> Henry Purcell [JW]: Classical CD Reviews- Nov 2002 MusicWeb(UK)

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Henry PURCELL (1659-1695)
Overture (Z 770)
The Tempest (Z 631)
Chacony (Z 730)
If ever I more riches did desire (Z 544)
Trumpet Overture to the Indian Queen (Z 544)
Trumpet Sonata (Z 850)
Meredith Hall (Soprano)
Gillian Keith (Soprano)
Rosemarie van der Hooft (Mezzo-soprano)
Nils Brown (Tenor)
Michael Colvin (Tenor)
Brett Polegato (Baritone)
Paul Grindlay (Bass-baritone)
Robert Stewart (Baritone)
Norman Engel (Trumpet)
Aradia Baroque Ensemble
Kevin Mallon
Recorded in Humbercrest United Church, Toronto May 1997
NAXOS 8.554262 [76.26]

This is a uniformly excellent disc. Its centrepiece is The Tempest, a kind of semi-opera the exact compositional authorship of which remains somewhat obscure. Of the arias and choruses only one – Dear Petty Youth – seems definitively to be by Purcell. The remainder was quite possibly attributed to him post mortem, although Arise, arise ye subterranean winds has long been a popular calling card for bass-baritones down the years (vide Norman Allin and John Brownlee). Its attribution to Purcell now seems dubious at best both on stylistic grounds and those of limitations of compositional time, though only a pedant would forego the huge pleasure to be found both in the music and the performance to be found in this disc recorded in 1997 and issued in 2000.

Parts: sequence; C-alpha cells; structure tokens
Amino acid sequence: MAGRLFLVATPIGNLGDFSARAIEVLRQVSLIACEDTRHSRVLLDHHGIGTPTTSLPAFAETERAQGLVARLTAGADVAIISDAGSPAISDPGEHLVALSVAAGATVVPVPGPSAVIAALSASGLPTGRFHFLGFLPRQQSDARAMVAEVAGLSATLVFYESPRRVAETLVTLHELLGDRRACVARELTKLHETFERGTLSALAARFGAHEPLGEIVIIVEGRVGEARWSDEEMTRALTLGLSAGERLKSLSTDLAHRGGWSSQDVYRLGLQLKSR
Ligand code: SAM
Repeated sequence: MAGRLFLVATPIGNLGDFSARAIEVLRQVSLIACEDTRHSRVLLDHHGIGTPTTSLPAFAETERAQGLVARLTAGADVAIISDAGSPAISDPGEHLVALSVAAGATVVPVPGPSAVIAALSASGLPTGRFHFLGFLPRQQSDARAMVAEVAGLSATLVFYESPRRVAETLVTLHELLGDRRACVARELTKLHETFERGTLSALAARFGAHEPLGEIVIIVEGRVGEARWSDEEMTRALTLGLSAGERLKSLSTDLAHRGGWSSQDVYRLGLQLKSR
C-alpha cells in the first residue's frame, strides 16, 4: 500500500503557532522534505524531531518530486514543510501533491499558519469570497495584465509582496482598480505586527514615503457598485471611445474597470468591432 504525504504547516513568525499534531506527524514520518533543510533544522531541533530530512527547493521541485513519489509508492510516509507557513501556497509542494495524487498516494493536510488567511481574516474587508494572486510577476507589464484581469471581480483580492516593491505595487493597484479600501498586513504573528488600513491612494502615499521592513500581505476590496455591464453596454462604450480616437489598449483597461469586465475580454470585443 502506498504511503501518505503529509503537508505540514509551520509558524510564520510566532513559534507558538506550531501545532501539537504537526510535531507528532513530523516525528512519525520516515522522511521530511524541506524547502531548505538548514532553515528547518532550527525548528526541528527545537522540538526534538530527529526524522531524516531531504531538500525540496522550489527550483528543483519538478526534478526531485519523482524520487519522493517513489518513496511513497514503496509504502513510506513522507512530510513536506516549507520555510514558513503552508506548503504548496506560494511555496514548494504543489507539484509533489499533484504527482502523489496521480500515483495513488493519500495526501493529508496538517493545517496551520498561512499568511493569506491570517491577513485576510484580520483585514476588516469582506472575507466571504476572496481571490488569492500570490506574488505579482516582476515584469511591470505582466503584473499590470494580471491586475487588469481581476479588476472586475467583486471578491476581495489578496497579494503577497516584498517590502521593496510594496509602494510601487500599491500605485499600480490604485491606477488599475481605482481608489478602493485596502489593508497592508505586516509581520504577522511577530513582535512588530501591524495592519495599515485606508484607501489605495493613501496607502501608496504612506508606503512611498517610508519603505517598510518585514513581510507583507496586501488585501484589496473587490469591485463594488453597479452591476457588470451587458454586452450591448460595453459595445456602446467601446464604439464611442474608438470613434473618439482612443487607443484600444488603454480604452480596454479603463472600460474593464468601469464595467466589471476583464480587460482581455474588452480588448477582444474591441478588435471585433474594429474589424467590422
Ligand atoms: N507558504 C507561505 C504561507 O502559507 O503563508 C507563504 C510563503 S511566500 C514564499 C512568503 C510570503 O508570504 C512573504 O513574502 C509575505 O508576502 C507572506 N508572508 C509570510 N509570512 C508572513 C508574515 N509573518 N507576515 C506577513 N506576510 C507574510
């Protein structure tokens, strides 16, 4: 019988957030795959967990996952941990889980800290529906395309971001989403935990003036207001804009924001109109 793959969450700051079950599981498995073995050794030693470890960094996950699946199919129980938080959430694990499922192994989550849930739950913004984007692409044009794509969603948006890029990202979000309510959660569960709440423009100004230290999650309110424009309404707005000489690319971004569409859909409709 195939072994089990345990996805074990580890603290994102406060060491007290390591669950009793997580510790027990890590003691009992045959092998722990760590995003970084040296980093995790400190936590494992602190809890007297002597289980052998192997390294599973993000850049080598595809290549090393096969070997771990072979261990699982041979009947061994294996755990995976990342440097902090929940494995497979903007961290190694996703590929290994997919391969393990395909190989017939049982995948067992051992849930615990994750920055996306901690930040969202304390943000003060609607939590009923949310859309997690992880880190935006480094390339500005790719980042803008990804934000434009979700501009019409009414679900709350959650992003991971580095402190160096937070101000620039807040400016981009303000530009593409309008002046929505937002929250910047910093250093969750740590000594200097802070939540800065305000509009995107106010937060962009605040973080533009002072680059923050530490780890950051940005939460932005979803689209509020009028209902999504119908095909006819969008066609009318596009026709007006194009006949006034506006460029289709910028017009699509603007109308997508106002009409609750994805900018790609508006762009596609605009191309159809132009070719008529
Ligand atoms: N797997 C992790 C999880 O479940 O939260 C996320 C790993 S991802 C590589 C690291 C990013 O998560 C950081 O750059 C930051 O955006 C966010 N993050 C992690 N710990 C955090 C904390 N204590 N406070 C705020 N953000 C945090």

The source material for the recording is to be found in an early eighteenth copy in the library of the University of Toronto which contains small variants from other known copies and conductor Kevin Mallon has himself has carried out small reconstructive surgery. The work begins with the French-style Overture imported from another source and ends with the magnificent Chacony Z 730. I found their approach to Purcell very much more than attractive. There is an unstylised and relaxed musicality to the shaping of melodic contours that is immediately sympathetic and sounds absolutely right. Furthermore I detected no evidence of over nuanced phrasing or of professorial or academic impositions. The orchestra is aptly sized, stylistically cohesive and technically adroit (listen to the superbly named oboist Wash McClain in his oboe solo during the air Halcyon days).

But felicities abound. The naturalness of the diminuendos in the chorus Around, around we pace, for example, or the authentic sounding wind machine in the Dance of the Winds. The wickedly tinkling bell that accompanies the off beats in the chorus Sea-nymphs hourly may or may not be authentic but I think even Purcell would have approved. Gillian Keith is trippingly elegant and mocking in Dear Pretty Youth abjuring explicit sensuality, much as Paul Grindlay prefers decorum to stentorian bluster in Arise, arise. Michael Colvin’s runs in Your awful voice – no question of that applying to him - are very well taken indeed and Meredith Hall floats her line to superb effect in Halcyon days. Brett Polegato makes a staunch showing in his aria as Neptune See, see the heavens smile and in fact singers and band are in accord in this recording, which does fitting justice to a problematic but delightful score – whoever wrote it.

The pleasures are only compounded by the fillers, an excellent If ever I more riches did desire, written to a setting of Abraham Cowley’s poem, a mini cantata probably written for court, and the Trumpet Sonata (Z 850) played by Norman Engel and Stephanie Martin in fine style.

Altogether this is strongly persuasive and pleasurable disc with a well-directed band and with young voices in one accord responding to the texts with style and charm.

Jonathan Woolf

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